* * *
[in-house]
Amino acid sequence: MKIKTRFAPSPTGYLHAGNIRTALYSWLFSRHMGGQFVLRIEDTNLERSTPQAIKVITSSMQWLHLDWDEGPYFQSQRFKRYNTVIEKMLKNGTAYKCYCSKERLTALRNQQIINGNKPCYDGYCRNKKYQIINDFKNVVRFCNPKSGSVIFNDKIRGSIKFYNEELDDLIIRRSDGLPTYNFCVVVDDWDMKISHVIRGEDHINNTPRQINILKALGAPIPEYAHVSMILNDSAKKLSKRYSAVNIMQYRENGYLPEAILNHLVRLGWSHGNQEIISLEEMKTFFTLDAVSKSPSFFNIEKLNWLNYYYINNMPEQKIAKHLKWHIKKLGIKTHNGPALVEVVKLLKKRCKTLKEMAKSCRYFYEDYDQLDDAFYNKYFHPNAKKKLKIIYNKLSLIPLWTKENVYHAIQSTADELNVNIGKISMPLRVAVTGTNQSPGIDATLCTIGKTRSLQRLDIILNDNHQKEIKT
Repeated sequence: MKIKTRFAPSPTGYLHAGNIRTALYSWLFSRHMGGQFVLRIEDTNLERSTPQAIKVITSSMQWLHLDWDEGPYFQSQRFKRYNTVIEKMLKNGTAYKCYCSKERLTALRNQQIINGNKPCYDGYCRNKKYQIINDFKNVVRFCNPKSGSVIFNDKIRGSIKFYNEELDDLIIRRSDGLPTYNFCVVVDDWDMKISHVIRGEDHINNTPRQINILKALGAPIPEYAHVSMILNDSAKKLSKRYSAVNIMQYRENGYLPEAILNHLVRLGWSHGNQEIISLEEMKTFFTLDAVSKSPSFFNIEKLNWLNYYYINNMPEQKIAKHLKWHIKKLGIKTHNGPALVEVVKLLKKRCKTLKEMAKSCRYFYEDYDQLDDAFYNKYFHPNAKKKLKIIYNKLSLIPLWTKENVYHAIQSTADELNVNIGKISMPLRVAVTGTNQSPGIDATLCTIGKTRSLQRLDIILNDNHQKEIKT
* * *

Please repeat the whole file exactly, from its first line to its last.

[in-house]
Amino acid sequence: MKIKTRFAPSPTGYLHAGNIRTALYSWLFSRHMGGQFVLRIEDTNLERSTPQAIKVITSSMQWLHLDWDEGPYFQSQRFKRYNTVIEKMLKNGTAYKCYCSKERLTALRNQQIINGNKPCYDGYCRNKKYQIINDFKNVVRFCNPKSGSVIFNDKIRGSIKFYNEELDDLIIRRSDGLPTYNFCVVVDDWDMKISHVIRGEDHINNTPRQINILKALGAPIPEYAHVSMILNDSAKKLSKRYSAVNIMQYRENGYLPEAILNHLVRLGWSHGNQEIISLEEMKTFFTLDAVSKSPSFFNIEKLNWLNYYYINNMPEQKIAKHLKWHIKKLGIKTHNGPALVEVVKLLKKRCKTLKEMAKSCRYFYEDYDQLDDAFYNKYFHPNAKKKLKIIYNKLSLIPLWTKENVYHAIQSTADELNVNIGKISMPLRVAVTGTNQSPGIDATLCTIGKTRSLQRLDIILNDNHQKEIKT
Repeated sequence: MKIKTRFAPSPTGYLHAGNIRTALYSWLFSRHMGGQFVLRIEDTNLERSTPQAIKVITSSMQWLHLDWDEGPYFQSQRFKRYNTVIEKMLKNGTAYKCYCSKERLTALRNQQIINGNKPCYDGYCRNKKYQIINDFKNVVRFCNPKSGSVIFNDKIRGSIKFYNEELDDLIIRRSDGLPTYNFCVVVDDWDMKISHVIRGEDHINNTPRQINILKALGAPIPEYAHVSMILNDSAKKLSKRYSAVNIMQYRENGYLPEAILNHLVRLGWSHGNQEIISLEEMKTFFTLDAVSKSPSFFNIEKLNWLNYYYINNMPEQKIAKHLKWHIKKLGIKTHNGPALVEVVKLLKKRCKTLKEMAKSCRYFYEDYDQLDDAFYNKYFHPNAKKKLKIIYNKLSLIPLWTKENVYHAIQSTADELNVNIGKISMPLRVAVTGTNQSPGIDATLCTIGKTRSLQRLDIILNDNHQKEIKT